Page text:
Three good reasons to worry about Trump having the nuclear codes
Among the more alarming aspects of Donald Trump's election is that he will soon have command of thousands of nuclear weapons. This poses a new and unknown threat to global peace and security, but it also provides an urgent incentive for all states to join the humanitarian initiative to ban nuclear weapons.
The humanitarian initiative is a group of states and civil society organisations working towards a ban on nuclear weapons. For the last five years, the group has made steady progress towards this goal. Unfortunately, states that have nuclear weapons, or states that seek protection under a so-called nuclear umbrella, have largely opposed a treaty banning nuclear weapons. This includes nearly all NATO members, as well as Australia.
Trump's access to nuclear weapons raises three major concerns.
Firstly, and not to be taken lightly: Trump is highly unpredictable.
Western-allied states seek to frame the issue of the nuclear weapons as a threat from an unpredictable "other". In this telling of the story, only "unhinged leaders" such as Iran's Mahmoud Ahmadinejad, North Korea's Kim Jong-un, Russia's Vladimir Putin, or terrorists would be willing to use nuclear weapons. By contrast, the US casts itself as worthy of nuclear weapons due to its stable, law-abiding and trustworthy leadership.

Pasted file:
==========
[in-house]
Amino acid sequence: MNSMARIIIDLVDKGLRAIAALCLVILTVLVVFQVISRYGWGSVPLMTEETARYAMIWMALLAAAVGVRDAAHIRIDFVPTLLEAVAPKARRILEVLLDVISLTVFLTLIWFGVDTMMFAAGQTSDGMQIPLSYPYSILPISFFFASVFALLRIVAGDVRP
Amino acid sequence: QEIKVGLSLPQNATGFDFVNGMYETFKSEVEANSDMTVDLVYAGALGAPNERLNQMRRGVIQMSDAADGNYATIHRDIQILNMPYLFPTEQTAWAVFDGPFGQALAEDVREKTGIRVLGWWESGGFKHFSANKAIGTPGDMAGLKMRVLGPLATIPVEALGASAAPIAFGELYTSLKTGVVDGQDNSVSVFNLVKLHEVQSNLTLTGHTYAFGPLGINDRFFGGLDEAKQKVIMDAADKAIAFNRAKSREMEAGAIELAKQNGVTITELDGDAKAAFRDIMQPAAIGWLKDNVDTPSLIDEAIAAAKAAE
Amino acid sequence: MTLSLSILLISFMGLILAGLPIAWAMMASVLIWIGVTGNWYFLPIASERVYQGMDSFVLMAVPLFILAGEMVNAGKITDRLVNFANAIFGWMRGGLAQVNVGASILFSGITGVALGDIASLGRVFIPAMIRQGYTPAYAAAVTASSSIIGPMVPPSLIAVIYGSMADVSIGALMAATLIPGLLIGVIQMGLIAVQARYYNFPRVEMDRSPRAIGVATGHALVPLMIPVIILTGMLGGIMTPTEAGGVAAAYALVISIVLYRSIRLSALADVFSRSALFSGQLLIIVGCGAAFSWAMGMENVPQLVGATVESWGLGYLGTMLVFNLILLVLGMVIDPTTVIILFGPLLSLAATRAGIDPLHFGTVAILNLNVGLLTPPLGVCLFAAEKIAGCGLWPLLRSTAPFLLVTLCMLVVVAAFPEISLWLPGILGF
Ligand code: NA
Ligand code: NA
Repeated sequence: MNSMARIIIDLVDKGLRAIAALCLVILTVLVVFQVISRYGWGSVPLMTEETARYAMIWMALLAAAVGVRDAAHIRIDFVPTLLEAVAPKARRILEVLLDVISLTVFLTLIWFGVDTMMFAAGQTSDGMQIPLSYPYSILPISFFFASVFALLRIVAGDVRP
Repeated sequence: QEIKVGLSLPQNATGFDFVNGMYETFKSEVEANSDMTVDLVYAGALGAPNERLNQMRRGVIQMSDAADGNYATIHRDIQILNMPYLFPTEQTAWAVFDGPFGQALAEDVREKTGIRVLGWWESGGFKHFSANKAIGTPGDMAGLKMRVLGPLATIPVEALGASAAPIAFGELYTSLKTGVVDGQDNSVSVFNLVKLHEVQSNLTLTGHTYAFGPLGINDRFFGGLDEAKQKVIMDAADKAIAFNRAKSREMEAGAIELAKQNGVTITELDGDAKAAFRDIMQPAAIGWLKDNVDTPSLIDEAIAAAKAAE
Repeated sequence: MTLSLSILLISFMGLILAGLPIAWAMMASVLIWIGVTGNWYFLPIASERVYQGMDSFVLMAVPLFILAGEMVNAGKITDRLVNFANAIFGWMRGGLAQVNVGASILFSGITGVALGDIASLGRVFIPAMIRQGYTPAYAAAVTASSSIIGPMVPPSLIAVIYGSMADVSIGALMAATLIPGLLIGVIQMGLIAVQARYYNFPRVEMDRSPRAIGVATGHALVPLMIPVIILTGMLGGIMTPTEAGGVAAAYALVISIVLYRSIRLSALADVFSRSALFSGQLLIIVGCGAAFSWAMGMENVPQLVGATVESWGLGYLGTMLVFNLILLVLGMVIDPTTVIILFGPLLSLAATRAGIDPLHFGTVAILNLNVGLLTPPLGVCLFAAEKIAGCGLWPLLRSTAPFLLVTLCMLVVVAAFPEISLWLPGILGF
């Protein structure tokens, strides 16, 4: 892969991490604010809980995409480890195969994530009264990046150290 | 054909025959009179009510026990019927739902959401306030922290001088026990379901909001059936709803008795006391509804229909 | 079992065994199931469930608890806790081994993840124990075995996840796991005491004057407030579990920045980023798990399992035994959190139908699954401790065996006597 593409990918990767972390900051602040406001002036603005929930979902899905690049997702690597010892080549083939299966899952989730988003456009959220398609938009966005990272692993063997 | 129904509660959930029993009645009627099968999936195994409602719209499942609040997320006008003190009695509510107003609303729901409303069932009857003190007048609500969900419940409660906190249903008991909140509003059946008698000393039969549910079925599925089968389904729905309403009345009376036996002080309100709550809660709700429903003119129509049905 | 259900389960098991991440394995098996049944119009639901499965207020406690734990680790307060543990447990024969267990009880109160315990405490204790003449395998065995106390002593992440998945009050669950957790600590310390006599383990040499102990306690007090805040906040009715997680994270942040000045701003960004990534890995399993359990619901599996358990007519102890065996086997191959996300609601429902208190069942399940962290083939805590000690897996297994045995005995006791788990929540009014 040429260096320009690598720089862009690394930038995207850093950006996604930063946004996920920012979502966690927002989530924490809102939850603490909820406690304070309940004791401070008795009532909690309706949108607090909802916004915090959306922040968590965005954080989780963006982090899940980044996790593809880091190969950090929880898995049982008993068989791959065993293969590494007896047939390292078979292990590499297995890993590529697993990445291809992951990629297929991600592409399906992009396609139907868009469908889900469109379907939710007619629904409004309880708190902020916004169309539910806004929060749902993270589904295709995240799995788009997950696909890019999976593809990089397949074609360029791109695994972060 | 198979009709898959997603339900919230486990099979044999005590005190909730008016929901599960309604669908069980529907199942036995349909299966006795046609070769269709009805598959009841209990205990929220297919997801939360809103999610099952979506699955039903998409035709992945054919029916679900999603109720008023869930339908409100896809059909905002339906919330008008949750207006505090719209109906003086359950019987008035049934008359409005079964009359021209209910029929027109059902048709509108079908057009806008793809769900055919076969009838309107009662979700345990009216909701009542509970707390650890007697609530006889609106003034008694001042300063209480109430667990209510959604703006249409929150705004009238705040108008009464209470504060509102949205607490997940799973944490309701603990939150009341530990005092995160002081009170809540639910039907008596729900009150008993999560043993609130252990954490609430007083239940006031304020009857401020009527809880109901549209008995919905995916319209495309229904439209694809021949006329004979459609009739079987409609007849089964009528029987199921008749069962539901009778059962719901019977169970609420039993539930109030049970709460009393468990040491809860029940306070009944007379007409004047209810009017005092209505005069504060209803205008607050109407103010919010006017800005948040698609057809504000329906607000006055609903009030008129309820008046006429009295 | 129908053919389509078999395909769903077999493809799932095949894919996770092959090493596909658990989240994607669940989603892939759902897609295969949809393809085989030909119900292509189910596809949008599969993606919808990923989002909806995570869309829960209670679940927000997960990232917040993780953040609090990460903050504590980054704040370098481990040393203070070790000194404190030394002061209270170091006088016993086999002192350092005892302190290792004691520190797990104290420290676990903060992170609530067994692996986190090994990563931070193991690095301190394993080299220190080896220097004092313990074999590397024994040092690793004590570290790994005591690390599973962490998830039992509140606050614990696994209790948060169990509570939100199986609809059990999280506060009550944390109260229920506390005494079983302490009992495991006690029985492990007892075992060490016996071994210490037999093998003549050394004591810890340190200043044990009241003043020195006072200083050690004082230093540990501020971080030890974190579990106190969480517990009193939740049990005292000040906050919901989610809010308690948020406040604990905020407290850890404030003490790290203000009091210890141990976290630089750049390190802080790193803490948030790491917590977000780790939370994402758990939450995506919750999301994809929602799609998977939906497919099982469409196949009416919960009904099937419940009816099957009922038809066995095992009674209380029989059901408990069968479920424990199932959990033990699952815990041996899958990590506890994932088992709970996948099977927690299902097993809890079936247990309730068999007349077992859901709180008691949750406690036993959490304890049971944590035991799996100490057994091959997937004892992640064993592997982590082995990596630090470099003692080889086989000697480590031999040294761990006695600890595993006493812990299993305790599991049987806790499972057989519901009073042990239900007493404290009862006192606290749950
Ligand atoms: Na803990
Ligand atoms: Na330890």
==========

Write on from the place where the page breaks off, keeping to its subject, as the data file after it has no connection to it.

But throughout the election campaign, Trump came across as irrational, hypersensitive and prone to threatening those with whom he disagrees or disapproves. He revealed his inconsistent beliefs and false claims about basic truths, and willingness to change these beliefs for votes on a whim.
Of course, whether it is under President Obama or President Trump, the US is capable of launching, within minutes, a nuclear attack that could threaten the extinction of human life on Earth.
But with Trump, it is nearly impossible to separate empty braggadocio from genuine intention. That means we must take special precautions; Trump has done nothing so far to dispel fears he will apply his reckless brand of decision-making to nuclear weapons.
The second problem posed by Trump's access to nuclear weapons is that he sees their spread as inevitable. Trump has said that he doesn't want more nuclear weapons in the world, but added that:
Can I be honest with you? It's going to happen, anyway. It's going to happen anyway.